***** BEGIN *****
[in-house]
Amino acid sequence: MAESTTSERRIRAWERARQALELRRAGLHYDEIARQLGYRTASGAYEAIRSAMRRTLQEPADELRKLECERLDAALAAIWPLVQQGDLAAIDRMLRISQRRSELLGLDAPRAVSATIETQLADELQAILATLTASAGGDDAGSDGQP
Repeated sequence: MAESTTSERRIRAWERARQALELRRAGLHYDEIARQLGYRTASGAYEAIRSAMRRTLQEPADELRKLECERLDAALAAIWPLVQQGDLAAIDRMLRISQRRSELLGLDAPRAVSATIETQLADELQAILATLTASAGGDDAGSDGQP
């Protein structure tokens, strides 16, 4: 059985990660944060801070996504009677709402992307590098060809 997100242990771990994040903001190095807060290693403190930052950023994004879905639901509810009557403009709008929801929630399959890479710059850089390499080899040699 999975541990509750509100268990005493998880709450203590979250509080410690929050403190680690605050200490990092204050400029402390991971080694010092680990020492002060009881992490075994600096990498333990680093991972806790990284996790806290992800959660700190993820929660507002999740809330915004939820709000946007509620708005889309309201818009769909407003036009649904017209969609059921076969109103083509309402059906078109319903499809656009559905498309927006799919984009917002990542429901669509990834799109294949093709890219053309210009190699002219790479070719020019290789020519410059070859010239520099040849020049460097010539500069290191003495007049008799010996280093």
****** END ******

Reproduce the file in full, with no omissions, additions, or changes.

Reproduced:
[in-house]
Amino acid sequence: MAESTTSERRIRAWERARQALELRRAGLHYDEIARQLGYRTASGAYEAIRSAMRRTLQEPADELRKLECERLDAALAAIWPLVQQGDLAAIDRMLRISQRRSELLGLDAPRAVSATIETQLADELQAILATLTASAGGDDAGSDGQP
Repeated sequence: MAESTTSERRIRAWERARQALELRRAGLHYDEIARQLGYRTASGAYEAIRSAMRRTLQEPADELRKLECERLDAALAAIWPLVQQGDLAAIDRMLRISQRRSELLGLDAPRAVSATIETQLADELQAILATLTASAGGDDAGSDGQP
């Protein structure tokens, strides 16, 4: 059985990660944060801070996504009677709402992307590098060809 997100242990771990994040903001190095807060290693403190930052950023994004879905639901509810009557403009709008929801929630399959890479710059850089390499080899040699 999975541990509750509100268990005493998880709450203590979250509080410690929050403190680690605050200490990092204050400029402390991971080694010092680990020492002060009881992490075994600096990498333990680093991972806790990284996790806290992800959660700190993820929660507002999740809330915004939820709000946007509620708005889309309201818009769909407003036009649904017209969609059921076969109103083509309402059906078109319903499809656009559905498309927006799919984009917002990542429901669509990834799109294949093709890219053309210009190699002219790479070719020019290789020519410059070859010239520099040849020049460097010539500069290191003495007049008799010996280093």